April 23, 2013
71 New Wasp Species Discovered In Southeast Asia
A new study greatly expands knowledge of the wasp genus Oxyscelio. A total of 90 species are recognized from the Indo-Malayan and Palearctic realms of Asia, 71 of which are described here as new species. A total of 438 photographs are included to aid in specimen identification, all exported to and available for the public from EOL. Newly discovered species are described from a range of countries including Brunei, China, Christmas Island, India, Indonesia, Japan, Laos, Malaysia, Nepal, The Philippines, Singapore, South Korea, Sri Lanka, Taiwan, Thailand, and Vietnam, while previous knowledge of the genus was confined only to The Philippines, Sri Lanka, and Australia. The study was published in the open access journal Zookeys.
Extensive specimen collecting in the following decades revealed that the actual number of species of Oxyscelio was much greater than previously recognized. The U.S. National Science Foundation (NSF) initiated Planetary Biodiversity Inventories (PBIs) to facilitate description of species that were known to a handful of scientific specialists but not yet officially published. Part of that initiative enabled the current study, which resulted from examination of thousands of preserved Oxyscelio specimens that had been housed in natural history collections around the world. This resulted in a more than fourfold increase in the number of species of Oxyscelio that are officially described from Asia.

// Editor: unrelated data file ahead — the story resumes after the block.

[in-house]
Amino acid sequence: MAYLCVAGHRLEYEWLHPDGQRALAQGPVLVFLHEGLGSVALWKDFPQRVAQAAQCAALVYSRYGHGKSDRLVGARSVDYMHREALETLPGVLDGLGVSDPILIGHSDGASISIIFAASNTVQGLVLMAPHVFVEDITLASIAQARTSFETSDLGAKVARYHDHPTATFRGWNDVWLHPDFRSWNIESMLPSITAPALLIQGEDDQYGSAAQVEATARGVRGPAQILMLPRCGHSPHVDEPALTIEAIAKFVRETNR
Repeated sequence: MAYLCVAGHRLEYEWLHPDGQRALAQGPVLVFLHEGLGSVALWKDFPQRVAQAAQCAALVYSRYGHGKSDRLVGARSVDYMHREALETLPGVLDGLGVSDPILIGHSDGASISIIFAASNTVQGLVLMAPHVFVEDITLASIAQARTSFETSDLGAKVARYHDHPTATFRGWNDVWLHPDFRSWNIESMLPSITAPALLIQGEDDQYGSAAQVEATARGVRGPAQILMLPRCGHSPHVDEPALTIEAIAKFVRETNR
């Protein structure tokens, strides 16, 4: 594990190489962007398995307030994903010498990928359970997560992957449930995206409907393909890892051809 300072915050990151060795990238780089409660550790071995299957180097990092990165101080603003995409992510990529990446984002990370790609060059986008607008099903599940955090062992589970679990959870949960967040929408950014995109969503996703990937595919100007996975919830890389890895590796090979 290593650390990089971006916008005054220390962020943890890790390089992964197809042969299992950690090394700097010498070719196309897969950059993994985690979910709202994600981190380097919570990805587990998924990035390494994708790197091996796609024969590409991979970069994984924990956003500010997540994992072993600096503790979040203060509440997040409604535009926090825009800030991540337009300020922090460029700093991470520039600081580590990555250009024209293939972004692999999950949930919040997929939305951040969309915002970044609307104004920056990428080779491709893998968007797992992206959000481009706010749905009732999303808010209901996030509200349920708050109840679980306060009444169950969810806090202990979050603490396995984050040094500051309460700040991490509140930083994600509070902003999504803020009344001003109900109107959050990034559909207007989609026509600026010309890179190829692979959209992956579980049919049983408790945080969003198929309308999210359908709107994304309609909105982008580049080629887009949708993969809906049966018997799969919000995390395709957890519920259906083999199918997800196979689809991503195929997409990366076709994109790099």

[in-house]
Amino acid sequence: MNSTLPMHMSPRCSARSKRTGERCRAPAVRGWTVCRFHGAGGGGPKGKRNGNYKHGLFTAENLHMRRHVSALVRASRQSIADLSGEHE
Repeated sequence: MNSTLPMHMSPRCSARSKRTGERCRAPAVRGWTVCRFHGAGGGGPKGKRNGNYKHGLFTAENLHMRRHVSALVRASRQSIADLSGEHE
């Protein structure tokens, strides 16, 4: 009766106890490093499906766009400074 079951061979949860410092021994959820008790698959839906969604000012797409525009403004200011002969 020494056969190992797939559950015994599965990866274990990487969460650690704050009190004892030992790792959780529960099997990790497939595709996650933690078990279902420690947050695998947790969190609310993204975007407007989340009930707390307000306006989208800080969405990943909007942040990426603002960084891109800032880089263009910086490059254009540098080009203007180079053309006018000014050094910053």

Previously described species were examined to ensure that newly described species were distinct from them. This required the rediscovery of several species that had not been seen in a century or more, including the first described species of Oxyscelio, which had not been seen since its discovery in 1907. New technology enabled better examination of the morphology of these species, which had not even been photographed until the publication of this study.